A Few Words about the Mosque at Ground Zero

A Note from the Creator

ONE OF THE REASONS THAT I was reluctant to take on this whole blogging thing, when Ken first started nagging me about it, was that I've done this kind of thing before.

Not a blog, exactly—and not in this universe—but I do have enough experience along parallel lines to know that eventually it gets me drawn into local politics.

I generally try to stay above all that.

But sometimes my tolerance for sheer stupidity and for fundamental dishonesty just runs thin.

So I'm going to step in, and point a few things out:

  1. The United States of America has a policy of "freedom of religion", which means, among other things, that anyone in the country is allowed to:
    1. believe anything they want about me,
    2. build large buildings in which to teach others anything they want about me,
    3. and collect money from those who believe the same things about me to use for various purposes.
  2. Most of what most of you do believe about me is wrong.

    Come on, admit it.

    You won't find any two churches or mosques or temples that agree 100% on what they believe about me—the differences between them are sometimes staggering.

    Consequently, even a mere human must realize that most of those beliefs have to be mistaken.

    With the one exception of the congregation you happen to attend, right?

    Add to that the fact that most of you admit that I am essentially beyond human understanding—about the only thing you get right, by the way—and your ability to cling to your various doctrines, let alone fight over them, is quite amazing.
  3. This means that most of your differences aren't worth fighting about—since you have no idea which of you is right (or wrong) on which point, and no way to find out.
  4. So the net effect of all this infighting among people who believe in some version of me is that it gives people who don't care a fig about you (or me) a way to pit you against each other.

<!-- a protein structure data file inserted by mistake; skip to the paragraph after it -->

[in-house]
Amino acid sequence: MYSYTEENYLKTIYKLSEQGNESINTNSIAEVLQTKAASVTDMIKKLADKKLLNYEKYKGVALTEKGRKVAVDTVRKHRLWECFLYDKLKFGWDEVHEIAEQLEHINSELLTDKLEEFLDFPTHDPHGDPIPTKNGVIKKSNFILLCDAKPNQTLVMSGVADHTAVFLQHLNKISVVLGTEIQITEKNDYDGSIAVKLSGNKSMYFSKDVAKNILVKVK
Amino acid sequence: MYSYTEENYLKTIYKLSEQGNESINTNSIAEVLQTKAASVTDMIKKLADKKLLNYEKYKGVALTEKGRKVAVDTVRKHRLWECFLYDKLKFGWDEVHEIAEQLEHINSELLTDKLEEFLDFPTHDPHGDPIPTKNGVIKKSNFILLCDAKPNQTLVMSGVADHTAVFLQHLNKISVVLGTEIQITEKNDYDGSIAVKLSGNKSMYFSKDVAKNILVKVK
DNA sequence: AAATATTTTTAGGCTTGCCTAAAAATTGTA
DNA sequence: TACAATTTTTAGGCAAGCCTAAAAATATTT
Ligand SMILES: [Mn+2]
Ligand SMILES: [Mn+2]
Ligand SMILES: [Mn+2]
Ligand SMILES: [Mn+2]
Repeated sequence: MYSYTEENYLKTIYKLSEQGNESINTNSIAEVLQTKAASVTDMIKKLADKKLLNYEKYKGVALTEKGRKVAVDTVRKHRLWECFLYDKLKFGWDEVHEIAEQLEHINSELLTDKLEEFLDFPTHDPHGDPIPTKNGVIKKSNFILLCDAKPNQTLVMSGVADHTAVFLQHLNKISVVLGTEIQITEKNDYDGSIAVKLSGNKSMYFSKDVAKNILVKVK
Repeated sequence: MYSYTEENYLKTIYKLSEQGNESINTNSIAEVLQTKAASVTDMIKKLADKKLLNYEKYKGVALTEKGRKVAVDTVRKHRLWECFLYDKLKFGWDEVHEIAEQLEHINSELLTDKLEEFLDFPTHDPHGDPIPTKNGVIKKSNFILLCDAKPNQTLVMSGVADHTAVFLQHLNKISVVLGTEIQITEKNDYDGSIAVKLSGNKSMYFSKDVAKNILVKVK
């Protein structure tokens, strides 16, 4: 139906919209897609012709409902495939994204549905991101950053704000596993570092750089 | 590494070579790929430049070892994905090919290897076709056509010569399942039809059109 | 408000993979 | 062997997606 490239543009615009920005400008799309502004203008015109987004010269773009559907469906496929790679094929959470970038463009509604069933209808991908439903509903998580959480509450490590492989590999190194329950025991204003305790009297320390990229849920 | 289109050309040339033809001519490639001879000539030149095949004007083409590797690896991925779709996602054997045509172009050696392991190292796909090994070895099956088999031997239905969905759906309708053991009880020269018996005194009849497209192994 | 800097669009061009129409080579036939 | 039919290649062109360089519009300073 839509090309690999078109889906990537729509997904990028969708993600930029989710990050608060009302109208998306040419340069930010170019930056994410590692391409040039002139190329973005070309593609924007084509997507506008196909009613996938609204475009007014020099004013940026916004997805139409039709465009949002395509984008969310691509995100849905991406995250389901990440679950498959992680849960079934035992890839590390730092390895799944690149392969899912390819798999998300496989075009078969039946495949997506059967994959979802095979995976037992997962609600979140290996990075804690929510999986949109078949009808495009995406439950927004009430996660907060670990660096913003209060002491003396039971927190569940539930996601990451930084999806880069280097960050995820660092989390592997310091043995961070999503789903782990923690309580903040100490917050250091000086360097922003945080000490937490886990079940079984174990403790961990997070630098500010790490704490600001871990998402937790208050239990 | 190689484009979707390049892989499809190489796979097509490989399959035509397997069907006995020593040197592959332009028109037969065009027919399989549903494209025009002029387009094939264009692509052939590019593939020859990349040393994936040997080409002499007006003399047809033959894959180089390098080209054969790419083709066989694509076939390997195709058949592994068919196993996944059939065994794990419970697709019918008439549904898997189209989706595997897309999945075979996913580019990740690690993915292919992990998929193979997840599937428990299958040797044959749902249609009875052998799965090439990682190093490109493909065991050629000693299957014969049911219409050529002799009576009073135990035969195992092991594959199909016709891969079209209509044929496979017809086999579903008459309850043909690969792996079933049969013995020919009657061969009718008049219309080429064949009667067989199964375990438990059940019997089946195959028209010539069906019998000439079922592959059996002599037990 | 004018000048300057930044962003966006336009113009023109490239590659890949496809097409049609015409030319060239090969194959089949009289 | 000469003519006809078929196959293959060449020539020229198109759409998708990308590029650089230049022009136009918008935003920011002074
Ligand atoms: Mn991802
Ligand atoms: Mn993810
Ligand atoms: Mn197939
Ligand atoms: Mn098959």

5. There's no more reason to blame American Muslims for a political act of a small group of Muslims from another country than there is to blame all Jews for the crucifixion of Jesus just because a small group of Jews cooperated in that event, also for political reasons.

    If the Christian community were to start screaming that it was "insensitive" of Isrealis to erect synagogues in Jerusalem—the city where a group of political Jewish people helped to do Jesus in—even you humans would sense the absurdity.

    Too long ago?

    Try 1996: A Christian, by the name of Eric Robert Rudolph, planted a pipe bomb in the Centennial Olympic Park in Atlanta.

    And yet there are multiple Christian churches operating in the immediate vicinity of that terrorist act, apparently unaware that they are being "insensitive".
  6. There's a pattern here:
    1. A handful of first century Jews made a scape-goat of Jesus for their own political reasons,
    2. A handful of twentieth century Germans made scape-goats of Jews for their own political reasons,
    3. A handful of twenty-first century conservative operatives have set out to make scapegoats of American Muslims, for their own political reasons.

      They think it will help them win the next election.

      And that is all that this is about.

Don't fall for it.

As I said at the beginning, I try to stay out of local politics.

But when people start using differences in belief about me to win elections, and do it by sowing discord between my children of various creeds—mistaken or not—I take offense.

Yours,

The Ground of All Being

Comments

I've just finished reading James Carse's, The Religious Case Against Belief. New York: The Penguin Press ISBN 978-1-59420-169-1

I'm not sure I understand the second half of the book, but the discussion about the nature of belief is compelling. He also has a blog that I've just discovered, so I can't comment on it's quality, except to say that I've been impressed by the three books of his that I've read. Finite and Infinite Games is the best.

http://www.jamescarse.com/jc/Blog/Blog.html

Also relevant is Richard Rohr's The Naked Now.

You are, of course, referring to some minor points in my post on a much deeper level than the finite game-players who object to the mosque.

It's always nice to have a reader push the discussion to more sophisticated levels.

I'm sure Ken would welcome (and, frankly, could use) comments like yours as well, on some of his posts.

Thanks for helping me evolve this universe.

-TGOAB